They spent over an hour pleading with Taliban guards outside the airport gate before the insurgents let them pass. But as the crowd behind her moved forward, she heard the Taliban shoot in the air and felt her mother’s hand slip from hers. When she turned to look, she saw Taliban guards pushing the group behind her. Her mother and the rest of her family were swallowed up by the crowd.
Only Zahra, her brother-in-law and her children made it through the portal. Last week, they joined the ranks of thousands of other Afghans who arrived at the treatment center at Al Udeid Air Base.
Inside the plane hangar, exhausted children lay on a patchwork of army cots, sports stains left by babies in need of diapers. With air conditioning in only part of the hangar, the atmosphere was stifling in the 46 degree heat. Plastic bottles and human waste piled up in the toilet stalls. Mattresses covered the floors of giant tents lit with fluorescent lights, and hundreds of people rushed to settle in. A makeshift playground has been set up for children outside the tents.
Overworked US military personnel have worked tirelessly to provide medical care, food and water to the unexpected influx of new arrivals, while immigration officials vet them. But the initial influx of Afghans exceeded the filtering capacity at the site, raising fears that a humanitarian disaster could take shape in the treatment centers.
Pentagon chief spokesman John F. Kirby said on Tuesday: “We will be the first to admit that some conditions at Al Udeid could have been better.” He noted that the problems were exacerbated “by the large number of evacuees and the speed with which they arrived”.
To ease the pressure on the Doha transitional residence center, the US military has started sending evacuees to US bases in Germany, Italy, Spain and Bahrain, Kirby said. More than 100 additional toilets have been installed in Doha, as well as cleaning and meal delivery services.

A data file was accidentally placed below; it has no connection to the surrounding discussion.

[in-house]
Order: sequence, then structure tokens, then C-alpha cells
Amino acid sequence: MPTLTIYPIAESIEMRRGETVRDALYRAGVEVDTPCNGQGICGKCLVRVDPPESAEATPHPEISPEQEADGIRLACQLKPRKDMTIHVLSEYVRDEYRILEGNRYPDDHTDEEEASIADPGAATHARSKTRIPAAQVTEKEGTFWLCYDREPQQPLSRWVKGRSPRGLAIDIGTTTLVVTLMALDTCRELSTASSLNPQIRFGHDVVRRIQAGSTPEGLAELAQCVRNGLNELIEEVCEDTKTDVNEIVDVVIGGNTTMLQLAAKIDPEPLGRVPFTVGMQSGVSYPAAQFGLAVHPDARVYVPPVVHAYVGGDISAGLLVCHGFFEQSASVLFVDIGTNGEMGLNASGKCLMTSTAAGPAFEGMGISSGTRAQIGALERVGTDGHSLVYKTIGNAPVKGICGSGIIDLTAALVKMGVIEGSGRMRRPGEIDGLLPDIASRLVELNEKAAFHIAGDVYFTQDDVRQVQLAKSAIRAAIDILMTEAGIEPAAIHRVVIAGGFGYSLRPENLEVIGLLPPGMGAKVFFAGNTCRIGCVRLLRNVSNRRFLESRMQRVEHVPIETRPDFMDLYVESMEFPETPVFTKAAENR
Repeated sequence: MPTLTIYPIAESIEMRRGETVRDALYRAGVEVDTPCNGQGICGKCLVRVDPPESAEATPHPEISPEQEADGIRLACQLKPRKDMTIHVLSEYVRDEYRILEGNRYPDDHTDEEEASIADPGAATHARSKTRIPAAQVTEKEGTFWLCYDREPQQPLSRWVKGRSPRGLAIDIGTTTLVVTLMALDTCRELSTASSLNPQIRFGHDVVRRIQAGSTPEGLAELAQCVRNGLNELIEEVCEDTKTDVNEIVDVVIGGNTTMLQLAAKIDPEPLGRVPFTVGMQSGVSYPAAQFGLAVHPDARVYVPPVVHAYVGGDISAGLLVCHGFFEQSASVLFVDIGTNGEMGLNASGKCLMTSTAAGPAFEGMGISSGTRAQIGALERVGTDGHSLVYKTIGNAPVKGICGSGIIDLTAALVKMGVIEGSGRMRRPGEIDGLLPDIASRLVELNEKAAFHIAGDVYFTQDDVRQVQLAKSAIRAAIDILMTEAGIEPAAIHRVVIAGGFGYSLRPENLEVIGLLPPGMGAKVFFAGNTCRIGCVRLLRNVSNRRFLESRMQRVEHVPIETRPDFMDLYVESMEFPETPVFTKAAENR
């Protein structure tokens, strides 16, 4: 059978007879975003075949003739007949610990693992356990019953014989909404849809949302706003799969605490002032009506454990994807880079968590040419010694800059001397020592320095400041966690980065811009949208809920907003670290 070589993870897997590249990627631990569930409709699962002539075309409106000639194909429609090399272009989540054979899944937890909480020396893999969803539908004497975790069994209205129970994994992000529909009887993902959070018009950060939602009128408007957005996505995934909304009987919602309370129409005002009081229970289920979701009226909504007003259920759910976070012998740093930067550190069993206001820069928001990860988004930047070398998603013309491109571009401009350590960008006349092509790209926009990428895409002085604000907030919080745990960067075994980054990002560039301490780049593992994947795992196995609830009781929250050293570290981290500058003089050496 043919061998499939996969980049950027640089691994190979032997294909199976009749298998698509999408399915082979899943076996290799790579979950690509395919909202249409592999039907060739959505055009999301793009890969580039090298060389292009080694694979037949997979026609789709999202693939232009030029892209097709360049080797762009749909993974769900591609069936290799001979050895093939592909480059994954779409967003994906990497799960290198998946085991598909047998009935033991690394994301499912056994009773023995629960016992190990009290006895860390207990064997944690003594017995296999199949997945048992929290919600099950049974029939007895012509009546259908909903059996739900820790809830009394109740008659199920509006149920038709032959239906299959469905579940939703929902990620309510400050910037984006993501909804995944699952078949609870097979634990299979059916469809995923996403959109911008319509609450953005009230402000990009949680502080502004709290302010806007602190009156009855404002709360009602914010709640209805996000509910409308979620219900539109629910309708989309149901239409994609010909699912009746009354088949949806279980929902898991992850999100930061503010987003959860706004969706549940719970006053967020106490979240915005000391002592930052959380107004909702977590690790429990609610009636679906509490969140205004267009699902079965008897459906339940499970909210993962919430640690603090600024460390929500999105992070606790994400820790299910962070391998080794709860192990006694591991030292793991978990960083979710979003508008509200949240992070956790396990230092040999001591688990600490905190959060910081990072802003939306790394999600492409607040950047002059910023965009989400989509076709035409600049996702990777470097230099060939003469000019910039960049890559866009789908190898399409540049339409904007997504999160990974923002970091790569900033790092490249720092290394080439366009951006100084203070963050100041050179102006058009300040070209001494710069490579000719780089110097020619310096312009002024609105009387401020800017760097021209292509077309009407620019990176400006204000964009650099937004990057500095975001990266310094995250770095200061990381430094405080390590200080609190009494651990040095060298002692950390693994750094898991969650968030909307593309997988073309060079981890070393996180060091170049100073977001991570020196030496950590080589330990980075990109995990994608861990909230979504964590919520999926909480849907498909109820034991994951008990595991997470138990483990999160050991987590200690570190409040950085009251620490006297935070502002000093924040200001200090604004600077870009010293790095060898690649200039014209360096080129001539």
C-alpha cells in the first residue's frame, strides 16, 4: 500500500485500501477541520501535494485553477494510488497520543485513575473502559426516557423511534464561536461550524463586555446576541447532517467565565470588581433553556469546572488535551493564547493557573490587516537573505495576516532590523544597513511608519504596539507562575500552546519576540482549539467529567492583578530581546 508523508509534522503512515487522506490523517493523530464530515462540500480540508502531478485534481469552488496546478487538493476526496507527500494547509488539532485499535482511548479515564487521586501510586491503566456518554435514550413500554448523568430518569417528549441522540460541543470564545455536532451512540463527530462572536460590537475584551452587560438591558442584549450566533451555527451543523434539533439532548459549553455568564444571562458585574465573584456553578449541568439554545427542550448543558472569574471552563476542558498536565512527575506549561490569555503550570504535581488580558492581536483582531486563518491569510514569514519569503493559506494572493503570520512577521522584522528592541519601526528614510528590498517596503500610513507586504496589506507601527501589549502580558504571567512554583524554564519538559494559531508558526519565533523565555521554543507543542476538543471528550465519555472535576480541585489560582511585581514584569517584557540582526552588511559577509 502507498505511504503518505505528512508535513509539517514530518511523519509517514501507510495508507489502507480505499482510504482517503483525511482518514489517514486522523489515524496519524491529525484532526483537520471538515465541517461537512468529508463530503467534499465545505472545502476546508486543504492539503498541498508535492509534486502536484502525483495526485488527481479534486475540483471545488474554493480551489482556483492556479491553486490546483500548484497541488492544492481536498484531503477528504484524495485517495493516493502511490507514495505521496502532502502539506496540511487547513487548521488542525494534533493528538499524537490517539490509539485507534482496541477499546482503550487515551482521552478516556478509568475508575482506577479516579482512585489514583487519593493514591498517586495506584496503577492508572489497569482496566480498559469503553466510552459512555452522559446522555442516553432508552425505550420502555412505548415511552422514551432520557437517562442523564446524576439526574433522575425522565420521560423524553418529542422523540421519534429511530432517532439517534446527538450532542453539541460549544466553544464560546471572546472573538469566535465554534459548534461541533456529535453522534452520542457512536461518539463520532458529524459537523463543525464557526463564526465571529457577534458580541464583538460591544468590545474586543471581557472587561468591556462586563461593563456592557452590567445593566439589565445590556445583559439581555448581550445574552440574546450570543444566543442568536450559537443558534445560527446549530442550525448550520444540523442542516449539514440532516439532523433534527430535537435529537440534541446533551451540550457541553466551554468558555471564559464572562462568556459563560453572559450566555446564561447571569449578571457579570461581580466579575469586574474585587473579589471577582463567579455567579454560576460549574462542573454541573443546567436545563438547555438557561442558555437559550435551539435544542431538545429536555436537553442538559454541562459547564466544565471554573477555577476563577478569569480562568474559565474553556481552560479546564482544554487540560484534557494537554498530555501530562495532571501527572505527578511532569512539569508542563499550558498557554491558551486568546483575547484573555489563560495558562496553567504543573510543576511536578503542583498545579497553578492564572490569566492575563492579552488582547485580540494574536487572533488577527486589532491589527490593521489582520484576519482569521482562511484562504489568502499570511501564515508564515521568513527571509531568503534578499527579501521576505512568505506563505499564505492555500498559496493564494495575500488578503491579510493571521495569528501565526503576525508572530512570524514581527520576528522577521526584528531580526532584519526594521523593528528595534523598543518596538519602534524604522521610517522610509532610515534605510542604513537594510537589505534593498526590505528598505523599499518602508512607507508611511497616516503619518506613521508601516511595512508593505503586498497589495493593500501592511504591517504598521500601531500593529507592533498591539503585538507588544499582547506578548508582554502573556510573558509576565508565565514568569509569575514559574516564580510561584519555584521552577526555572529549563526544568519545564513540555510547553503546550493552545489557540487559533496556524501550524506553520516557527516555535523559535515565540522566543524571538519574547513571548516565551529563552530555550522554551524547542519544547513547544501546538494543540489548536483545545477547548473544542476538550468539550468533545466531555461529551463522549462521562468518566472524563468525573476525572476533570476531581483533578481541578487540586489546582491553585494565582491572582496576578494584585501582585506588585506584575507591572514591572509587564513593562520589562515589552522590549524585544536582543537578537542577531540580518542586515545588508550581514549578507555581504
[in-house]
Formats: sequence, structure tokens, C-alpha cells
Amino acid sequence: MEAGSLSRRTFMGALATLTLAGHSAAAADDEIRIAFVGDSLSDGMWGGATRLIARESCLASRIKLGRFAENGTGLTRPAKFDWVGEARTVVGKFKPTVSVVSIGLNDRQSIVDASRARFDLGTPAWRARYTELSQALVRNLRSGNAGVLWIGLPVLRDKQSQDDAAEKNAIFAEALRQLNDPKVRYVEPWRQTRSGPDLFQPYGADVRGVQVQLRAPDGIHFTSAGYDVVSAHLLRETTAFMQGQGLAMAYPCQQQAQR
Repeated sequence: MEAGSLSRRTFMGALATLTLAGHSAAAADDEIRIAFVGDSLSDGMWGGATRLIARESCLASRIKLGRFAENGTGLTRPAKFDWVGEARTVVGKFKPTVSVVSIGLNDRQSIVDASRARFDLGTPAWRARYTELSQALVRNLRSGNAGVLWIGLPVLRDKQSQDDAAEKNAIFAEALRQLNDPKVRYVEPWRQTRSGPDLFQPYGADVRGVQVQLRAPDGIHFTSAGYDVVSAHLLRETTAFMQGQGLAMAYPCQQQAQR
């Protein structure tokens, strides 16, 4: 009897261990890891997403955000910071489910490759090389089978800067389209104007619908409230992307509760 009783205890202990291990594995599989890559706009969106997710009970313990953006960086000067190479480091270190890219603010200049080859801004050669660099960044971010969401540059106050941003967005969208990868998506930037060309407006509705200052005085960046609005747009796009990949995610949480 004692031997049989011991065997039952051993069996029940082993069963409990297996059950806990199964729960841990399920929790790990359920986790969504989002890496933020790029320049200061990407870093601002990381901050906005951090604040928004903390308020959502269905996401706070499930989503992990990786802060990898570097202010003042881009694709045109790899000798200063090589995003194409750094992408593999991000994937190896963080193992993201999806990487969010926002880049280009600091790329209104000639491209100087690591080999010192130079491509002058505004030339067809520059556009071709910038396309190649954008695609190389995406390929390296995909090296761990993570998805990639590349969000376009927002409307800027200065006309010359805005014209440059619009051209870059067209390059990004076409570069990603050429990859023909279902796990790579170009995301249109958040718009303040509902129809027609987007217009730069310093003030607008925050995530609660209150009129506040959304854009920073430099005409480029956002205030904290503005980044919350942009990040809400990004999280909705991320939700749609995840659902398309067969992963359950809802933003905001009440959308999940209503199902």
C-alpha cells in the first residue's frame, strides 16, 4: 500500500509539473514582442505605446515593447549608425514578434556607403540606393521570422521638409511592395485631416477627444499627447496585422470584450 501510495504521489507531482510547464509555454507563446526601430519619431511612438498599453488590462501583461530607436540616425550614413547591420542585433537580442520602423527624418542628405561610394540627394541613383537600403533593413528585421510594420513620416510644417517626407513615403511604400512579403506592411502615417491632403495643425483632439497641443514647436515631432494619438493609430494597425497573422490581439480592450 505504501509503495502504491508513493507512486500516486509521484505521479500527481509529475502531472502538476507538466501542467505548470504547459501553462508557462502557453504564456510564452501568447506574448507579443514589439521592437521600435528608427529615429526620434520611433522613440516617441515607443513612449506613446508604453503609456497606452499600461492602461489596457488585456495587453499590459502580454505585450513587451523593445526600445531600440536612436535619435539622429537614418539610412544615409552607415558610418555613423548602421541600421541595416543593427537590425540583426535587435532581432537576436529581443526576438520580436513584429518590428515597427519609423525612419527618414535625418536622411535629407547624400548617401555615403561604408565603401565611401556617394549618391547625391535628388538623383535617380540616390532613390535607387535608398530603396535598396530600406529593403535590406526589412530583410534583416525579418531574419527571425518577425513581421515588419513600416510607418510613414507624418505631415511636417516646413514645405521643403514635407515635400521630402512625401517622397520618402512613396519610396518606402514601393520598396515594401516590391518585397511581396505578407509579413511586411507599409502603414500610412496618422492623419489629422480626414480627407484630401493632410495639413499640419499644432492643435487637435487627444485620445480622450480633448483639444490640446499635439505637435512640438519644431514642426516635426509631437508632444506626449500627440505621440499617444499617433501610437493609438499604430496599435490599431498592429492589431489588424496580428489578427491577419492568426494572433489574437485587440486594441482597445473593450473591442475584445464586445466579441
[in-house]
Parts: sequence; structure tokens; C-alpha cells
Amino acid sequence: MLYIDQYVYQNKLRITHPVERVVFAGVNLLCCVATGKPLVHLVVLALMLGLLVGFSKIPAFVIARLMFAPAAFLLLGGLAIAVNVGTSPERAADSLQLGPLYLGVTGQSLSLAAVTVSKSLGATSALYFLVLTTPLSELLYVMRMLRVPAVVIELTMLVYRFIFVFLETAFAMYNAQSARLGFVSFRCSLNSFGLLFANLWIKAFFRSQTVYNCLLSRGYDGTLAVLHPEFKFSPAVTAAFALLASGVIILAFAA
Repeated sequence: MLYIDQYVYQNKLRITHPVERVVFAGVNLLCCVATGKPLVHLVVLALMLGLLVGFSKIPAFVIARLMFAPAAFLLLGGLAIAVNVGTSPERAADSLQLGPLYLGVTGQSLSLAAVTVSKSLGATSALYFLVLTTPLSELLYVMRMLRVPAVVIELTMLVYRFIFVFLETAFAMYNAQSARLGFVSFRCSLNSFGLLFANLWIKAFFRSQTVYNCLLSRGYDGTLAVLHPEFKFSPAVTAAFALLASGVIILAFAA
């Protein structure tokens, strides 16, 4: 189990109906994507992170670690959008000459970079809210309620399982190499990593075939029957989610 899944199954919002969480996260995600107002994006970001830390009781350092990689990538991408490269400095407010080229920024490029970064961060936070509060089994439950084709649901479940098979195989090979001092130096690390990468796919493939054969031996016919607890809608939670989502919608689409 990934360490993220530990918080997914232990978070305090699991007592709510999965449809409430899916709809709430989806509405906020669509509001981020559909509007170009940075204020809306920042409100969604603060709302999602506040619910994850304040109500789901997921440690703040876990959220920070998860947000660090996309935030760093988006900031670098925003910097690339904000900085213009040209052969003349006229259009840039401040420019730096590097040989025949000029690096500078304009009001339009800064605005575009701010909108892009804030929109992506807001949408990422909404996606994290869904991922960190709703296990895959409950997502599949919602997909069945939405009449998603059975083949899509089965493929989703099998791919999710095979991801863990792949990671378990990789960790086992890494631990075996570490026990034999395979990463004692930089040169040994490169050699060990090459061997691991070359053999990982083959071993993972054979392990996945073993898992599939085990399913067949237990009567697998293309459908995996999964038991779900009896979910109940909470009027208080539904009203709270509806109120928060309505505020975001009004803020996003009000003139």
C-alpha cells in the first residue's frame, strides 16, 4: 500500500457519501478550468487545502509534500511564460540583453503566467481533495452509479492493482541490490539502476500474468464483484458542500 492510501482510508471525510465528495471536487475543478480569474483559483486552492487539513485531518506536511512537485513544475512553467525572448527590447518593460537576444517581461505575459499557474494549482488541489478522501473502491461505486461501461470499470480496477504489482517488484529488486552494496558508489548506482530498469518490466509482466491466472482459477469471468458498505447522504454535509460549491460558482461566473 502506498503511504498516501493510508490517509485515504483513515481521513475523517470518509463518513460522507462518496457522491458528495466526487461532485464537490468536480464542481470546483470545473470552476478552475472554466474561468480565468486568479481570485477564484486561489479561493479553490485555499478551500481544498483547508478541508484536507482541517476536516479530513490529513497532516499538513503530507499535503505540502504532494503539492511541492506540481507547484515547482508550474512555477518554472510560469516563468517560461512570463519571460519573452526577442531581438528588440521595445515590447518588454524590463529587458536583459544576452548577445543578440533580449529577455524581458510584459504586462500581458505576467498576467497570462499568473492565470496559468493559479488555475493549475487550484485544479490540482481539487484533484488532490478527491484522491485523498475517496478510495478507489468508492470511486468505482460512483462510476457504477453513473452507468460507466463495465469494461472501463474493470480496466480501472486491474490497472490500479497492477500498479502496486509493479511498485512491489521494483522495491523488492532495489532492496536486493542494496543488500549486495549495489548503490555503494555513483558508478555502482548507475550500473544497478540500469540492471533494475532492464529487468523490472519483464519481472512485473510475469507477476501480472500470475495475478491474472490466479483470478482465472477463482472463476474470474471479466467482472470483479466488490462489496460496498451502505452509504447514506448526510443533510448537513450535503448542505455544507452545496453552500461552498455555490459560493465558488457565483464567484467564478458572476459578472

After spending hours – or, in some cases, days – in Al Udeid, many Afghan evacuees are transferred to As Sayliyah camp, a former military base on the outskirts of Doha. The site includes shipping containers converted into temporary accommodation. The camp was set up for use in the months-long process of screening Afghans who worked for the U.S. government and applied for special immigration visas – a group that a few months ago was expected to reach no more than a few thousands of people. .
Instead, in the first frantic days of Taliban control, when rumors circulated that American planes were taking Afghans directly to the United States, thousands of people without passports, visas, or identity documents were swept away. invaded Kabul airport and were loaded onto planes bound for Doha.
Mirwais, 31, arrived at the Qatar air base after boarding an evacuation flight last week. A former translator for US forces and international organizations, he went into hiding when the Taliban entered Kabul and decided to leave the country when insurgents picked him up from his mother’s home.
“At that point, if I was still in Afghanistan, I would be dead,” he said. But he said that with each more day he spends at the camp, he loses hope not only to survive, but also to start a better life.
After spending days desperately calling relatives in an attempt to arrange the evacuation of his wife and ten-month-old son, Mirwais says he has all but given up hope of meeting them outside of Afghanistan. . And your chances of continuing your trip to the United States are far from guaranteed.
“I left without a passport, without any documents,” he said. “But if I don’t go to the United States, what will become of me?” How will I support my family?